Wee-weep • Great Favourites at Court
P’tsoo-ée, tsoo-ée, tsoo-ée
dür, dür, dür, dür, dür, dür
“Songs of Wild Birds” by EM Nicholson and Ludwig Koch, first published in 1936, tries to help us understand the language of birds through written interpretation of their calls and songs. But can we really capture the beauty and lyrical nuances of bird song through our clumsy phonetic utterances? The sounds may be familiar but the language is unknown to us: it’s not my language, it’s not your language.
During the residency, I hand embroidered the interpretation of five birds from the book onto cotton fabric: goldcrest, wood warbler, great tit, stock dove and lapwing.
“Wee-weep” is a silent artwork about sound, with only your own internal voice reading the ‘words’ or speaking them aloud. When bird numbers decline and disappear from our landscape will these phrases be all that remain?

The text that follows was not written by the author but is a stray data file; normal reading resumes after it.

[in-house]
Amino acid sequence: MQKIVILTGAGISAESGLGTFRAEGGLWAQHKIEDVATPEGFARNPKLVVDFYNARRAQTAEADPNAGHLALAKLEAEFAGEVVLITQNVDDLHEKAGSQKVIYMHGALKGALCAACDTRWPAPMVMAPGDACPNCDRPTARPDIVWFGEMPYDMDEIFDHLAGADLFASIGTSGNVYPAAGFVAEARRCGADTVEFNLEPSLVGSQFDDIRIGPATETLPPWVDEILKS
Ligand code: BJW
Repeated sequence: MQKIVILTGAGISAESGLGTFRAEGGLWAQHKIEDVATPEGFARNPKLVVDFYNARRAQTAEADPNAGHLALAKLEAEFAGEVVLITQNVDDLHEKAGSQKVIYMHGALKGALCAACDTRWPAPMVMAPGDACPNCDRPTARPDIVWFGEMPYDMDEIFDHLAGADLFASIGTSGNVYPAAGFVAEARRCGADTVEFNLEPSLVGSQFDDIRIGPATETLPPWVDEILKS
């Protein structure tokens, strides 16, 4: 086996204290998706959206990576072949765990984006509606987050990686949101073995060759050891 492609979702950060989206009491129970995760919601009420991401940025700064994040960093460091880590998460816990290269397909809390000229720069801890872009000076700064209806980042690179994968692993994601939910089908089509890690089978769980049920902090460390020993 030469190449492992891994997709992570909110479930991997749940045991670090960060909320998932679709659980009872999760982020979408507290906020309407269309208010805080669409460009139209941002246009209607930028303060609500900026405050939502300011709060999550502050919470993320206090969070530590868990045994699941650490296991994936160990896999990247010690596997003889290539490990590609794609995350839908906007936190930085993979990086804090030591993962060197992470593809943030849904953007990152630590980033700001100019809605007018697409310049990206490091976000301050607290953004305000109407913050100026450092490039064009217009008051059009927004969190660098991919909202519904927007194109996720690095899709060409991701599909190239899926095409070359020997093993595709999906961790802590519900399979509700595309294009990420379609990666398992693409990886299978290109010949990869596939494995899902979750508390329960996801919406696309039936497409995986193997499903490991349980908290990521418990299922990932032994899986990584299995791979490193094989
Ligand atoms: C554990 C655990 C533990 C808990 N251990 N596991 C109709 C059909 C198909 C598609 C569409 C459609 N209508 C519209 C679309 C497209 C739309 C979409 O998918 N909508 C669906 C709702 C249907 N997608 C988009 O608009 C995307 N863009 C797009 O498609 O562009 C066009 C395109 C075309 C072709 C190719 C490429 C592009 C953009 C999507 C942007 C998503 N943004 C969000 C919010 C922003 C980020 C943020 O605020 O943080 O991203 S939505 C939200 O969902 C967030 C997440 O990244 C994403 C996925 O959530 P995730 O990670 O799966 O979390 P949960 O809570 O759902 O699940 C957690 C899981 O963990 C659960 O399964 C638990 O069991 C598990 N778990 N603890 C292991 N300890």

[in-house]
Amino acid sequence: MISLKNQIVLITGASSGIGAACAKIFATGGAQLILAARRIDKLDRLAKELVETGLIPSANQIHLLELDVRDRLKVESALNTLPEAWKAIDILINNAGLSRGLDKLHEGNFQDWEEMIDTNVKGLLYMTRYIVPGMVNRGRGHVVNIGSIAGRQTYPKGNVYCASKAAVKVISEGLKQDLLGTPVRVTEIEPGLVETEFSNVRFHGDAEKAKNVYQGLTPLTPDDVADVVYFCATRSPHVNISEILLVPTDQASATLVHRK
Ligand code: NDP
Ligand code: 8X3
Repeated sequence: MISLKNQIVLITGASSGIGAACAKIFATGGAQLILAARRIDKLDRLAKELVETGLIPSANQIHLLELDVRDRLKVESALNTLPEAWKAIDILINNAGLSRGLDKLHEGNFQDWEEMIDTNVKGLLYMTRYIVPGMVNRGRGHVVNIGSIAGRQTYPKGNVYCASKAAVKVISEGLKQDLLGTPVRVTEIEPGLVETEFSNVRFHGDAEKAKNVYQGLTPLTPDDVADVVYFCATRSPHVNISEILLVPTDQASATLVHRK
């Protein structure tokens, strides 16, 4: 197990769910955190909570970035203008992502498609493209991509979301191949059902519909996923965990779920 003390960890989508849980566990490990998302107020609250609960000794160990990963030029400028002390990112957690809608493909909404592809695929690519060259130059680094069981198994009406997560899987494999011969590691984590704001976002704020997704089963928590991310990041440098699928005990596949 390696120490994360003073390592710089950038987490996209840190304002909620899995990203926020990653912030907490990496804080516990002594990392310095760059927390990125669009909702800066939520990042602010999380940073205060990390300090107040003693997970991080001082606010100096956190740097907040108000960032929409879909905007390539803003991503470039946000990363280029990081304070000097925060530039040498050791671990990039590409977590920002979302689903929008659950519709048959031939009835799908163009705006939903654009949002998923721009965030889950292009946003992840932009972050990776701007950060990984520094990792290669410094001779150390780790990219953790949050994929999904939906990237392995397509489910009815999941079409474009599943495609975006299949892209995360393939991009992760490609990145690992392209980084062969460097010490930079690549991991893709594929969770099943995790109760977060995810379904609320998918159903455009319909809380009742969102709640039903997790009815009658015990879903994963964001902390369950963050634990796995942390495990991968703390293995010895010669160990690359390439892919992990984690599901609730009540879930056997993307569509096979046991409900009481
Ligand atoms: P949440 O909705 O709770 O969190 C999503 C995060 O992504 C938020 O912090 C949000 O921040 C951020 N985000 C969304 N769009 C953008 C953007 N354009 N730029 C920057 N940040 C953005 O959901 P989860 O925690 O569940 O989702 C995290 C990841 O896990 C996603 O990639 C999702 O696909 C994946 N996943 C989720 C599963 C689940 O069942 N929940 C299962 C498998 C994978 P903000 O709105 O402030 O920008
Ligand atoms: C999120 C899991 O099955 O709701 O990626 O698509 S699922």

— Rebecca Chesney
Great Favourites at Court, 2022
My latest work considers how the canary became the canary. In reading the text contained in this 19th century illustrated book I noticed that many of the phrases used by the writer echoed the sentences trotted out by historians when describing captured and enslaved Africans and their role in the enrichment of Europe.
They were captured in large numbers.
They became great favourites at court.
There are several authentic cases on record of its learning to pronounce a few words articulately.
Not much has changed in four hundred years.
— Lubaina Himid